Five years ago, when Rick Booth’s Charlotte-based blues booking agency Intrepid Artists International celebrated its 20th anniversary, he wasn’t sure what to expect. He was tentative when he rolled up to Neighborhood Theatre in a limo that night.
“I’m praying that somebody’s in there,” the Charlotte native recalls, sitting in his office overlooking Kings Drive. He needn’t have worried. “The place was packed with my buddies from high school and college. It was an epic night.”
Given the success of Intrepid’s 20th, Booth is upping his game for the agency’s 25th anniversary with two nights of live music from many of the musicians on Intrepid’s roster.
Booth’s love of rock and blues began in childhood, when his godmother gave him greatest-hits albums by Elton John and John Denver (although he usually leaves Denver out of the story). At 7 p.m. each night, he tuned into 610 “Big WAYS” and later 95Q to hear their classic-rock blocks.
“Classic rock was my thing. I was a freaking encyclopedia of cla...
Raised in Cincinnati, Iglauer's new book (co-written with Patrick A. Roberts) "Bitten by the Blues: The Alligator Records Story"
As 2018 ends, “Best Recordings” judgments are being brought forth from all quarters — and Alligator Records is once again making its presence felt on Blues lists. For instance, Elvin Bishop’s Big Fun Trio is up for a Best Traditional Blues Album Grammy for Something Smells Funky ’Round Here.
The Chicago-based Alligator, which was founded in 1971 by Cincinnati-raised Bruce Iglauer, gets a lot of credit for reenergizing Blues as vital, contemporary “genuine house rockin’ music,” to quote its motto. And now Iglauer, with co-writer Patrick A. Roberts, tells the story of how that happened in his new book Bitten by the Blues: The Alligator Records Story (The University of Chicago Press).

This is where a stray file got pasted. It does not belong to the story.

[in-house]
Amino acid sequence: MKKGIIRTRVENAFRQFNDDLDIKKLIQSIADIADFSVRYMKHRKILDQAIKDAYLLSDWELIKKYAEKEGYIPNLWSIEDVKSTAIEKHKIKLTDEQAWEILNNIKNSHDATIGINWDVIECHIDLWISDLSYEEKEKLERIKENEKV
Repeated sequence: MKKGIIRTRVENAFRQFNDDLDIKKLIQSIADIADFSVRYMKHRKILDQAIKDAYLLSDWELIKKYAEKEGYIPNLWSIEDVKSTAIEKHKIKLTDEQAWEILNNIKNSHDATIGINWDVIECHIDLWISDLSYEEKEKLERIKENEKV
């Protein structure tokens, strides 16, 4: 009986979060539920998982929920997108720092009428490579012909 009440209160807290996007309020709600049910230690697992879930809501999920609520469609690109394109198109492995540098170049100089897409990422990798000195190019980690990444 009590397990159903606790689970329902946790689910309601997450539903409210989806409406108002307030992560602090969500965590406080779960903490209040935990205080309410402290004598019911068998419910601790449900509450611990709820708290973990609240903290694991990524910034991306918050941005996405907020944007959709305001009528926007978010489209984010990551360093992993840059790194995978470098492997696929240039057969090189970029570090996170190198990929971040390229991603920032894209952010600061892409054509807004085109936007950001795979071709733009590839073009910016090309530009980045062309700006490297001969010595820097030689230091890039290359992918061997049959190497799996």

“I am not the savior of the Blues,” Iglauer says in a telephone interview. “The Blues itself is the savior of the Blues. I like to see myself as the bridge connecting the artist...
Kirk Fletcher is a four-time Blues Music Award winner, a 2015 British Blues Award nominee, and has released three acclaimed studio albums. He’s played with legendary artists – including Joe Bonamassa, with whom he collaborated on the Grammy-nominated Live at the Greek Theatre album – and spent three years as lead guitarist for the Fabulous Thunderbirds. And his playing has been hailed as “so soulful and straight-from-the-heart that it blows people’s minds”… There are a lot of people who are credited these days as great Blues guitar players, but Kirk is the real deal: not just a name, but one of the few who still carries the torch of the late Blues greats, like Freddie King, BB King, Albert King, Muddy Waters, Albert Collins.
Blues is not about what you play, but how you play it: Blues virtuosity comes from the heart, not from the fingers and the brain. So whenever you have the chance to see a craftsman of Kirk’s caliber doing what they do best – regardless of whether you are a...
ROCKLAND — Sen. Dave Miramant, D-Camden, presented North Atlantic Blues Festival founder Paul Benjamin with a Legislative Sentiment in honor of the 25th anniversary of the annual festival.